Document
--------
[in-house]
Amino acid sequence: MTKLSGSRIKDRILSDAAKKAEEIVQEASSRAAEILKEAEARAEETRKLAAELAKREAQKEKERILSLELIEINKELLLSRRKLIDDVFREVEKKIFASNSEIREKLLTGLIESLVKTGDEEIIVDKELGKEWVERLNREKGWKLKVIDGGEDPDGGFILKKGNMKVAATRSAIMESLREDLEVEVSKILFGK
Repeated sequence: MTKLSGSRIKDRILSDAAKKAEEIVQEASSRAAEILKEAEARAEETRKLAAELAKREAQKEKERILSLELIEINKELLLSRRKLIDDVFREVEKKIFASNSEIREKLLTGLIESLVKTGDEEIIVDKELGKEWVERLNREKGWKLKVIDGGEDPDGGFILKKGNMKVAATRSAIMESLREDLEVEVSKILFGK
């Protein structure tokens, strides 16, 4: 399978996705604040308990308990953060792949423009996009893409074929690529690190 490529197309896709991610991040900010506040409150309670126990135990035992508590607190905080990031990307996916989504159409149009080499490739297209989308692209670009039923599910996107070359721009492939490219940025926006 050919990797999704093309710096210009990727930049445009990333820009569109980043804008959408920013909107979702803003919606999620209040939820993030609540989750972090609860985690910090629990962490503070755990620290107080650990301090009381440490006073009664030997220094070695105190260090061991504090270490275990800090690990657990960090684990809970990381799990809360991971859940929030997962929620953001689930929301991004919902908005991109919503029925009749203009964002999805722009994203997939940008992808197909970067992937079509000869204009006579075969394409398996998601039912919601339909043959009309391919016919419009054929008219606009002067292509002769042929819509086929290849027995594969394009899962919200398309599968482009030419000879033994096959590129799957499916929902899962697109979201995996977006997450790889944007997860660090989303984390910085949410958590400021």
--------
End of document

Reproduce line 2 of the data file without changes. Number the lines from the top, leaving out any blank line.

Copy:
Amino acid sequence: MTKLSGSRIKDRILSDAAKKAEEIVQEASSRAAEILKEAEARAEETRKLAAELAKREAQKEKERILSLELIEINKELLLSRRKLIDDVFREVEKKIFASNSEIREKLLTGLIESLVKTGDEEIIVDKELGKEWVERLNREKGWKLKVIDGGEDPDGGFILKKGNMKVAATRSAIMESLREDLEVEVSKILFGK